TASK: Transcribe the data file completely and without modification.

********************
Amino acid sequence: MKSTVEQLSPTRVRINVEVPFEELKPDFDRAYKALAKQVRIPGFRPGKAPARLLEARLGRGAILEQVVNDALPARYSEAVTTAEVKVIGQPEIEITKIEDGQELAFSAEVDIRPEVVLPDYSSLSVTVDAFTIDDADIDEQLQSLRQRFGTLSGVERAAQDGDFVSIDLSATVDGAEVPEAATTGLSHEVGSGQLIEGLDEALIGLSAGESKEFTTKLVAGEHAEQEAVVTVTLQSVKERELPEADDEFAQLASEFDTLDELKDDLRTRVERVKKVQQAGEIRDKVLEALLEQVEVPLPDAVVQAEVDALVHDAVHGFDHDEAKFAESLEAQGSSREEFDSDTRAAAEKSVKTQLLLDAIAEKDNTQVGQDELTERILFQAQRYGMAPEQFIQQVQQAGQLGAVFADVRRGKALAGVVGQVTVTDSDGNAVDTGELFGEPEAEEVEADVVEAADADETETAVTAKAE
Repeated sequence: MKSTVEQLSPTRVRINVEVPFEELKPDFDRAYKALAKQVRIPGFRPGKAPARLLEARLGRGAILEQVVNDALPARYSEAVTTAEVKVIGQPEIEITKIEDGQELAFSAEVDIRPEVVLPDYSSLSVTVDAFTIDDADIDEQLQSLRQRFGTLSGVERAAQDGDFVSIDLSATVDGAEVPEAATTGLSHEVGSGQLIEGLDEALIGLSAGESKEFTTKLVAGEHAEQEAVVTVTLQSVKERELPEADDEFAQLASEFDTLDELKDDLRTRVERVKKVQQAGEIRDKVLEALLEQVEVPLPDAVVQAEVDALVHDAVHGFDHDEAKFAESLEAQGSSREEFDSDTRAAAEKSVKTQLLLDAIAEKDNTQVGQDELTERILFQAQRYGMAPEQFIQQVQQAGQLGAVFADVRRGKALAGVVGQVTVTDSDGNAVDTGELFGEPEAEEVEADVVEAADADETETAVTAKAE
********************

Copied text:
Amino acid sequence: MKSTVEQLSPTRVRINVEVPFEELKPDFDRAYKALAKQVRIPGFRPGKAPARLLEARLGRGAILEQVVNDALPARYSEAVTTAEVKVIGQPEIEITKIEDGQELAFSAEVDIRPEVVLPDYSSLSVTVDAFTIDDADIDEQLQSLRQRFGTLSGVERAAQDGDFVSIDLSATVDGAEVPEAATTGLSHEVGSGQLIEGLDEALIGLSAGESKEFTTKLVAGEHAEQEAVVTVTLQSVKERELPEADDEFAQLASEFDTLDELKDDLRTRVERVKKVQQAGEIRDKVLEALLEQVEVPLPDAVVQAEVDALVHDAVHGFDHDEAKFAESLEAQGSSREEFDSDTRAAAEKSVKTQLLLDAIAEKDNTQVGQDELTERILFQAQRYGMAPEQFIQQVQQAGQLGAVFADVRRGKALAGVVGQVTVTDSDGNAVDTGELFGEPEAEEVEADVVEAADADETETAVTAKAE
Repeated sequence: MKSTVEQLSPTRVRINVEVPFEELKPDFDRAYKALAKQVRIPGFRPGKAPARLLEARLGRGAILEQVVNDALPARYSEAVTTAEVKVIGQPEIEITKIEDGQELAFSAEVDIRPEVVLPDYSSLSVTVDAFTIDDADIDEQLQSLRQRFGTLSGVERAAQDGDFVSIDLSATVDGAEVPEAATTGLSHEVGSGQLIEGLDEALIGLSAGESKEFTTKLVAGEHAEQEAVVTVTLQSVKERELPEADDEFAQLASEFDTLDELKDDLRTRVERVKKVQQAGEIRDKVLEALLEQVEVPLPDAVVQAEVDALVHDAVHGFDHDEAKFAESLEAQGSSREEFDSDTRAAAEKSVKTQLLLDAIAEKDNTQVGQDELTERILFQAQRYGMAPEQFIQQVQQAGQLGAVFADVRRGKALAGVVGQVTVTDSDGNAVDTGELFGEPEAEEVEADVVEAADADETETAVTAKAE